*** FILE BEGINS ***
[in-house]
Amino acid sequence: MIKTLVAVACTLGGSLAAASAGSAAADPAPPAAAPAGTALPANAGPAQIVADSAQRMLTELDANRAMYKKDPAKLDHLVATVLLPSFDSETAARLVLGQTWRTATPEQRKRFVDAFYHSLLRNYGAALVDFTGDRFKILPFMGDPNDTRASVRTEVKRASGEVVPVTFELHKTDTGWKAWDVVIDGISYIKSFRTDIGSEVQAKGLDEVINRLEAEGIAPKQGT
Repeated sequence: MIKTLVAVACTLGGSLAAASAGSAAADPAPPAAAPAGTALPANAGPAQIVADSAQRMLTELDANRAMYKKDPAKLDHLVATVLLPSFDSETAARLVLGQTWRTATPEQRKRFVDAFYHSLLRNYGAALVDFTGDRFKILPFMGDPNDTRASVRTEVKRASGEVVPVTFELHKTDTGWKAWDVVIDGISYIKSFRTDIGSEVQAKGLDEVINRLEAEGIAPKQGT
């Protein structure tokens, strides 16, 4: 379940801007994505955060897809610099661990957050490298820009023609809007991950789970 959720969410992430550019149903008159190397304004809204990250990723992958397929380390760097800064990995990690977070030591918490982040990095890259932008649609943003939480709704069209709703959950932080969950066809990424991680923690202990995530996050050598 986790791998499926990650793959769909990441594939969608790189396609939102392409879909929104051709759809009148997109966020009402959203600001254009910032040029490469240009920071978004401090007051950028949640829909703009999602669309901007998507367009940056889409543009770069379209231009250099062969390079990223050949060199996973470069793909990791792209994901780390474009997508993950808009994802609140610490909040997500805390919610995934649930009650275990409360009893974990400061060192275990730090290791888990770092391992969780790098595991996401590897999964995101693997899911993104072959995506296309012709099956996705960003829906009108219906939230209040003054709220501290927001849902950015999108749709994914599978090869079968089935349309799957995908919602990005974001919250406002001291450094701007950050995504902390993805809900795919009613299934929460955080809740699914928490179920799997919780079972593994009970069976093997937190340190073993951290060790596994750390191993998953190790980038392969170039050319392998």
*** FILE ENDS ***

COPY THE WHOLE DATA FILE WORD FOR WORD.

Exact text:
[in-house]
Amino acid sequence: MIKTLVAVACTLGGSLAAASAGSAAADPAPPAAAPAGTALPANAGPAQIVADSAQRMLTELDANRAMYKKDPAKLDHLVATVLLPSFDSETAARLVLGQTWRTATPEQRKRFVDAFYHSLLRNYGAALVDFTGDRFKILPFMGDPNDTRASVRTEVKRASGEVVPVTFELHKTDTGWKAWDVVIDGISYIKSFRTDIGSEVQAKGLDEVINRLEAEGIAPKQGT
Repeated sequence: MIKTLVAVACTLGGSLAAASAGSAAADPAPPAAAPAGTALPANAGPAQIVADSAQRMLTELDANRAMYKKDPAKLDHLVATVLLPSFDSETAARLVLGQTWRTATPEQRKRFVDAFYHSLLRNYGAALVDFTGDRFKILPFMGDPNDTRASVRTEVKRASGEVVPVTFELHKTDTGWKAWDVVIDGISYIKSFRTDIGSEVQAKGLDEVINRLEAEGIAPKQGT
């Protein structure tokens, strides 16, 4: 379940801007994505955060897809610099661990957050490298820009023609809007991950789970 959720969410992430550019149903008159190397304004809204990250990723992958397929380390760097800064990995990690977070030591918490982040990095890259932008649609943003939480709704069209709703959950932080969950066809990424991680923690202990995530996050050598 986790791998499926990650793959769909990441594939969608790189396609939102392409879909929104051709759809009148997109966020009402959203600001254009910032040029490469240009920071978004401090007051950028949640829909703009999602669309901007998507367009940056889409543009770069379209231009250099062969390079990223050949060199996973470069793909990791792209994901780390474009997508993950808009994802609140610490909040997500805390919610995934649930009650275990409360009893974990400061060192275990730090290791888990770092391992969780790098595991996401590897999964995101693997899911993104072959995506296309012709099956996705960003829906009108219906939230209040003054709220501290927001849902950015999108749709994914599978090869079968089935349309799957995908919602990005974001919250406002001291450094701007950050995504902390993805809900795919009613299934929460955080809740699914928490179920799997919780079972593994009970069976093997937190340190073993951290060790596994750390191993998953190790980038392969170039050319392998």